*proofs displayed by mikeman*

"Haha watch I'm going to ignore these too! Woo that was fun. You guys need to think critically, like me! Now listen to me ignore gravity and tell you water would fall off the Earth."

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JerkFace

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Re: An unbiased debate.
« Reply #37 on: June 28, 2015, 09:43:33 PM »

The whole point of this thread is to have an open mind,  that's where I'm coming from.  (or trying to)

I can see why the earth has to be flat for denspressure to work,   so continuing with denspressure,   what causes the atmospheric pressure to decrease with altitude?
I've tried to explain this and people just either don't get it because they are incapable of thinking on that line or they immediately put up a gravity shield of thought.

Let's see how you fare again, Geoff. Maybe you've decided to play another game.

I'll say this in a few words. I expect you to try and grasp it by using your common sense.
If atmosphere is pushed UP from the ground into gas form, it's pushed into sea level molecules of compressed mass and now has to have more energy to expand through it, by which time it gets broken down into it's various elements meaning it takes a place higher up due to that energy force.

Because it's expanded due to energy it squeezes through the denser molecules which react by crushing back by smaller but denser numbers.
As this molecule  takes it's place in the atmospheric layer, it displaces molecules in that layer until some will reach the top as they expand due to not having to have any more or very little matter to push through. Because of this they become really expanded meaning less can occupy the space above, not to mention the dome is channeling the matter around it like an arch, leaving less at the top.

Think of it like climbing into bed, only you have to do it by pushing yourself into the covers because your bed is full of wet army blankets stacked up. You lay under them and feel yourself getting crushed. You fight against it by pushing back against those covers, trying to kick them away.
You are so frenzied that you've literally heated yourself up by friction and now you have to push through those blankets to try and get to the top or to a place where you can expand yourself.

Imagine getting to the very top and laying on top of the blankets. You are now only applying your own body onto the blankets below whilst your ceiling facing side has no pressure upon it at all so you have nothing to expand into or struggle against, so you go dormant or go to sleep, until someone else does the same thing and starts nudging your arse to get on top of you. You can call this a semi frozen under dome and so on as you come down.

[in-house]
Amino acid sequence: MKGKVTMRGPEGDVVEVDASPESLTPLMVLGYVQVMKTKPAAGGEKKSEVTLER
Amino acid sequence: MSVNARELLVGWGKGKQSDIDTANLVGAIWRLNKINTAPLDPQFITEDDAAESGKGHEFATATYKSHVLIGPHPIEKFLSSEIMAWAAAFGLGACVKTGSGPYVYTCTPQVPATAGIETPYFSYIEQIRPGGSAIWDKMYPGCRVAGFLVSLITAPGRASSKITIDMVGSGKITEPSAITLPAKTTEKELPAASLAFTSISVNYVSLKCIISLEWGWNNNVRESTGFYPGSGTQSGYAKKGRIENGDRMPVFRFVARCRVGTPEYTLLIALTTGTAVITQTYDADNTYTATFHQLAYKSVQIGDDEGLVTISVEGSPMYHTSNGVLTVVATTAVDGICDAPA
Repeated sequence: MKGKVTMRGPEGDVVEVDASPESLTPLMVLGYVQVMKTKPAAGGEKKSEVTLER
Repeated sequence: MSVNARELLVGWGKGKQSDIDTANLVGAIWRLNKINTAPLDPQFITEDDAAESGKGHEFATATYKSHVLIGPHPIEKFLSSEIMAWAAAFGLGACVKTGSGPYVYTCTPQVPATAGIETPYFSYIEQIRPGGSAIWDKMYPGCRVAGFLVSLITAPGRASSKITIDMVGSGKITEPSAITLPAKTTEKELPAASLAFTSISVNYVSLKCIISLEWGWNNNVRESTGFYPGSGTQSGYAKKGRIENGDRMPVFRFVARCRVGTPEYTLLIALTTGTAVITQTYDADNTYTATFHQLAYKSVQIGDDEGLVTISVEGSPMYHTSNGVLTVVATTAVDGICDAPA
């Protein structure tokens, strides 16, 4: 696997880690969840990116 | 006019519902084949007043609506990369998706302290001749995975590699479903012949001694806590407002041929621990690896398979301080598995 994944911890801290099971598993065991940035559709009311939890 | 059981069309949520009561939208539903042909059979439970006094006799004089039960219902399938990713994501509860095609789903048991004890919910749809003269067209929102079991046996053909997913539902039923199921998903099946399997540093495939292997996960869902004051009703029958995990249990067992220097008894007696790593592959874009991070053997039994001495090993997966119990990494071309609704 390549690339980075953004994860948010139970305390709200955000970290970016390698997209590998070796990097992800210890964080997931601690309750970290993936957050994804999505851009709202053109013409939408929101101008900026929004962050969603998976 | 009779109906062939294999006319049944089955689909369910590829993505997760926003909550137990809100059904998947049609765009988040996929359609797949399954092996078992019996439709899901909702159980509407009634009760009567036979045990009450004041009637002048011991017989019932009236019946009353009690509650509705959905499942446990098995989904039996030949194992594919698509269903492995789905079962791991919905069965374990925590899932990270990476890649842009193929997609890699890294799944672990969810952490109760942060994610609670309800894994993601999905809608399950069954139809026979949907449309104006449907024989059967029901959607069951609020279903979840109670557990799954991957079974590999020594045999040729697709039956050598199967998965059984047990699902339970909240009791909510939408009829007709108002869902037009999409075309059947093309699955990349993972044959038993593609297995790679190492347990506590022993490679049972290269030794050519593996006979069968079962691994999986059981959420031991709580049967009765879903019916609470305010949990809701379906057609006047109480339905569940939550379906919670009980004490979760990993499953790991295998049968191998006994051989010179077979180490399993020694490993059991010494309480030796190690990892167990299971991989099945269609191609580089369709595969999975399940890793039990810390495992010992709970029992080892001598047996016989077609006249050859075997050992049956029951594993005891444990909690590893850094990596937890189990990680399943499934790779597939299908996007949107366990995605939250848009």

Ok,   I'll need time to think about that.    I'm not Geoff by the way.

You should read up on String Theory and M-Theory as well as Quantum ChromoDynamics,  I see some conceptual parallels with your ideas.   I don't know what your maths background is, but you could learn what you need.

« Last Edit: June 29, 2015, 09:56:57 AM by Rayzor »
Stop gilding the pickle, you demisexual aromantic homoflexible snowflake.

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sceptimatic

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Re: An unbiased debate.
« Reply #38 on: June 30, 2015, 01:09:10 AM »
What I learn about will not come from mainstream science books. The trouble with mainstream theoretical science is, it's theoretically hypothetical in many cases.
I prefer to decipher it all myself using what I was born with. The ability to question and dig, plus use my own basic logic and common sense to piece stuff together so that it makes more sense to the lay person.

String theory and all the rest of the stuff can stay inside the books and people's minds who feel somehow superior by actually absorbing this type of explanation.

You people are the real strange one's. Spending your entire lives buying into fantasy that is clearly in your face fantasy.

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JerkFace

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Re: An unbiased debate.
« Reply #39 on: June 30, 2015, 01:27:21 AM »
What I learn about will not come from mainstream science books. The trouble with mainstream theoretical science is, it's theoretically hypothetical in many cases.
I prefer to decipher it all myself using what I was born with. The ability to question and dig, plus use my own basic logic and common sense to piece stuff together so that it makes more sense to the lay person.

String theory and all the rest of the stuff can stay inside the books and people's minds who feel somehow superior by actually absorbing this type of explanation.

You people are the real strange one's. Spending your entire lives buying into fantasy that is clearly in your face fantasy.

You don't have to accept mainstream science to accept the maths,   I've read where you describe the world in terms of vibrations,   that  sounds somthing like string theory to me,   so why not invest a little time and see what parallels they have to your ideas.   Logic and common sense are the only tools you need.
Stop gilding the pickle, you demisexual aromantic homoflexible snowflake.

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sceptimatic

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Re: An unbiased debate.
« Reply #40 on: June 30, 2015, 02:00:47 AM »
What I learn about will not come from mainstream science books. The trouble with mainstream theoretical science is, it's theoretically hypothetical in many cases.
I prefer to decipher it all myself using what I was born with. The ability to question and dig, plus use my own basic logic and common sense to piece stuff together so that it makes more sense to the lay person.